Aims: Residents of one street expressed concern about the number of incident cancers, following the installation of a nearby mobile phone base station. The investigation explored whether the base station could be responsible for the cancers. Methods: Data were collected from residents' medical records. GPs and oncologists provided further information. Results: Ward-level cancer incidence and mortality data were also obtained, over four threeyear time periods. A total of 19 residents had developed cancer. The collection of cancers did not fulfil the criteria for a cancer cluster. Standardized mortality ratios (SMRs) for all malignant neoplasms (excluding non-melanoma skin cancers) in females (1.38 (95% CI, 1.08-1.74)) and all persons (1.27 (CI, 1.06-1.51)) were significantly higher than in the West Midlands during 2001-3. There were no significant differences for colorectal, female breast and prostate cancers, for any time period. Standardized incidence ratios (SIRs) for non-melanoma skin cancers in males and all persons was significantly lower than in the West Midlands during 1999-2001, and significantly lower in males, females and all persons during 2002-4. Conclusions: We cannot conclude that the base station was responsible for the cancers. It is unlikely that information around a single base station can either demonstrate or exclude causality.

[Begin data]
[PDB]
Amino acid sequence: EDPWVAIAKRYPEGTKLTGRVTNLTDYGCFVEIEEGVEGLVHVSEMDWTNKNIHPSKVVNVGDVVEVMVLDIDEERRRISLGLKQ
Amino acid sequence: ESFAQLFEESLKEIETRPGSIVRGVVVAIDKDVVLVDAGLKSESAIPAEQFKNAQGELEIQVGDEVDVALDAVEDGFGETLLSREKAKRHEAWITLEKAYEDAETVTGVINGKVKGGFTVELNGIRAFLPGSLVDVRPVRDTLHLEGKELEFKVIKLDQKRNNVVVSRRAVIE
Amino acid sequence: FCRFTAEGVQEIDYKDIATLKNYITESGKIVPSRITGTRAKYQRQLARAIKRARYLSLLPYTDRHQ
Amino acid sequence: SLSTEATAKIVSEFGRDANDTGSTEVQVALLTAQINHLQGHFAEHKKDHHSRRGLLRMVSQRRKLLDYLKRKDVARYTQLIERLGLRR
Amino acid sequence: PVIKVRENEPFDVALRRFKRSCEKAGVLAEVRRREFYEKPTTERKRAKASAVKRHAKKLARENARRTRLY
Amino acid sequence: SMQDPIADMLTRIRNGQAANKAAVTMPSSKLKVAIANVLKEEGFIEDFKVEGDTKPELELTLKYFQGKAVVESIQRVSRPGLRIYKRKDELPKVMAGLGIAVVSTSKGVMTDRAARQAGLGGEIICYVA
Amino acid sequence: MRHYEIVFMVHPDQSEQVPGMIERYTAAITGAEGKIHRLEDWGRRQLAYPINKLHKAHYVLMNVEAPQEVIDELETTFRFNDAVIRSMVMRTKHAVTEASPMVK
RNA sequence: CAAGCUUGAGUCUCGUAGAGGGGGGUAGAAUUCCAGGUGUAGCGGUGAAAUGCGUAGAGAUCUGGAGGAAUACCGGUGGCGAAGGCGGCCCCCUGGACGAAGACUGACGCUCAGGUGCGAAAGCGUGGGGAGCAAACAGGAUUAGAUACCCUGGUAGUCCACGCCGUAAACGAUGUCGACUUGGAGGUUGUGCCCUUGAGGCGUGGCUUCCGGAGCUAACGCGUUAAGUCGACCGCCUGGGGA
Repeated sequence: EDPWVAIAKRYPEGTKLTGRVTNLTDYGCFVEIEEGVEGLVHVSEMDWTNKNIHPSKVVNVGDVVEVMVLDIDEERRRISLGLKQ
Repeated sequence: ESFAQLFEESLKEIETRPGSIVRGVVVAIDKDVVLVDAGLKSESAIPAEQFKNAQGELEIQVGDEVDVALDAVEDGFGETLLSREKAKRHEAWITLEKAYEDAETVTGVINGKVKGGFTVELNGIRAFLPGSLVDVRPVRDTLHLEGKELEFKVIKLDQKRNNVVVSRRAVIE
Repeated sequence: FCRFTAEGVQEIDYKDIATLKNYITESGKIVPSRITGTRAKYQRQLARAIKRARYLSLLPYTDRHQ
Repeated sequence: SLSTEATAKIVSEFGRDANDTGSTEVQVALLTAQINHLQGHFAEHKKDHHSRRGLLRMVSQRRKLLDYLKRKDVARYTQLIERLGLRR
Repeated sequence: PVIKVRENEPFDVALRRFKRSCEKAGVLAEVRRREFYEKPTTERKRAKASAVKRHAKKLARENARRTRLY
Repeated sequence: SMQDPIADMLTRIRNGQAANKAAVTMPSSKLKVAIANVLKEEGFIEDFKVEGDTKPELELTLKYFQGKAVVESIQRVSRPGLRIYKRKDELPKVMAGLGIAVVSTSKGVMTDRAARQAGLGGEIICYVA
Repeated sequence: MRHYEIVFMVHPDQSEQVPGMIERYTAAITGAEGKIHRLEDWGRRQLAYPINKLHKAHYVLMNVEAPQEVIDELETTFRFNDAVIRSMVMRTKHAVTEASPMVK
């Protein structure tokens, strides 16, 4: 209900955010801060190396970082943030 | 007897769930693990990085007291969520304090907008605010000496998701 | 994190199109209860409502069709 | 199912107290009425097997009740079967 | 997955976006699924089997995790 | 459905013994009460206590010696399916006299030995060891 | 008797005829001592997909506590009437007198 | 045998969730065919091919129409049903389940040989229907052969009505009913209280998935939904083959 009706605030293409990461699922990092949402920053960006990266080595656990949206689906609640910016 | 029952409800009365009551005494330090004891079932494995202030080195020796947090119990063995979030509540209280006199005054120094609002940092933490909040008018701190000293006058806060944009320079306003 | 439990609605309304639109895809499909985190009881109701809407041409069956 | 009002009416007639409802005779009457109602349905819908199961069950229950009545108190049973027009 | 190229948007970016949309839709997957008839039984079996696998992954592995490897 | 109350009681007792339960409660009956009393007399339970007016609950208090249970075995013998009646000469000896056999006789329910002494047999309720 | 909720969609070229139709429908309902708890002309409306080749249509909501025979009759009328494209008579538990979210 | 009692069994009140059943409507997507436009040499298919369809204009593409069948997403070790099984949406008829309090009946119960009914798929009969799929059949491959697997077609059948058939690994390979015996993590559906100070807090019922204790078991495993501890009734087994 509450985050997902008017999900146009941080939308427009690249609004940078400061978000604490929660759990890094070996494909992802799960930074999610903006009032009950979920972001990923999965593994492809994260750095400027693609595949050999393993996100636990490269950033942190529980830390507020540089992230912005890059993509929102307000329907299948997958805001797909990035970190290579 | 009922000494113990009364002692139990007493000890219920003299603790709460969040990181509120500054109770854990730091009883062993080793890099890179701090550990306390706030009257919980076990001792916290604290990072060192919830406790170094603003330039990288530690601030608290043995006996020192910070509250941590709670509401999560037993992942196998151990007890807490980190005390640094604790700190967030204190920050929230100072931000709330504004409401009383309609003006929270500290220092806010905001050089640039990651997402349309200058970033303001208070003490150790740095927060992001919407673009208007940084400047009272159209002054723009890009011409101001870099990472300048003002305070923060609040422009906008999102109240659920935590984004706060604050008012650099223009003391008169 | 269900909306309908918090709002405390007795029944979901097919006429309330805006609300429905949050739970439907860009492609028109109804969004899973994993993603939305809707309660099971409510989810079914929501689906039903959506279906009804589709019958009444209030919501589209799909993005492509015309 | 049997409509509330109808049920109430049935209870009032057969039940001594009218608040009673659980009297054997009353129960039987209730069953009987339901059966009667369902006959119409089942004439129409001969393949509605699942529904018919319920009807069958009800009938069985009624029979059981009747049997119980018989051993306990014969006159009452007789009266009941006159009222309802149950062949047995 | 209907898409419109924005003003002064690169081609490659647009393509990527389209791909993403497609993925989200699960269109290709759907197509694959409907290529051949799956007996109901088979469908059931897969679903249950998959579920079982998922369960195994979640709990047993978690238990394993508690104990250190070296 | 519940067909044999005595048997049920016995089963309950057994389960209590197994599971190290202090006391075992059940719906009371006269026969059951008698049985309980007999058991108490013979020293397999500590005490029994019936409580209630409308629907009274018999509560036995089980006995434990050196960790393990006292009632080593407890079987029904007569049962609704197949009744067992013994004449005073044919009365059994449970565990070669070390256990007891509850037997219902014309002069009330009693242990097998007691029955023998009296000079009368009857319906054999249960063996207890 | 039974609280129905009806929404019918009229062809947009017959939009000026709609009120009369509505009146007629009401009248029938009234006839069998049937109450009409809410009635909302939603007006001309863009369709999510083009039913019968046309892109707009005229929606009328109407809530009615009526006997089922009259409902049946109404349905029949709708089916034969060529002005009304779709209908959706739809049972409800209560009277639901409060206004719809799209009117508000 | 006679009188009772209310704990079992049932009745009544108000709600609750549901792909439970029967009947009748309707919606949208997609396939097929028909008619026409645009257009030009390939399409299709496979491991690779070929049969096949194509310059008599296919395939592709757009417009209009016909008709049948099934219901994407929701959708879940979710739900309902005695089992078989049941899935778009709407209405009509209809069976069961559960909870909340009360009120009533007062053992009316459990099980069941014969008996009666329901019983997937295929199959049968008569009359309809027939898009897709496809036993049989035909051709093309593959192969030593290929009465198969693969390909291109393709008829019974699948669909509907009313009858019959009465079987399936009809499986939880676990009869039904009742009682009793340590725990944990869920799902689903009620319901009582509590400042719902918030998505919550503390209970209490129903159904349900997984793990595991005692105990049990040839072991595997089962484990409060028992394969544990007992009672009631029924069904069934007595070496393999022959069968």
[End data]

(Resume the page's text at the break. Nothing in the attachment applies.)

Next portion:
Bibliographical noteFunding Information:
Dr Middleton is funded by the National lnstitute for Health Research (NIHR) through the Collaborations for Leadership in Applied Health Research and Care for Birmingham and Black Country (CLAHRC-BBC) programme. This paper has been prepared under the auspices of the CLAHRC-BBC knowledge management programme. The views expressed are not necessarily those of the NIHR or the Department of Health.
- base station
- mobile telephony
- radio waves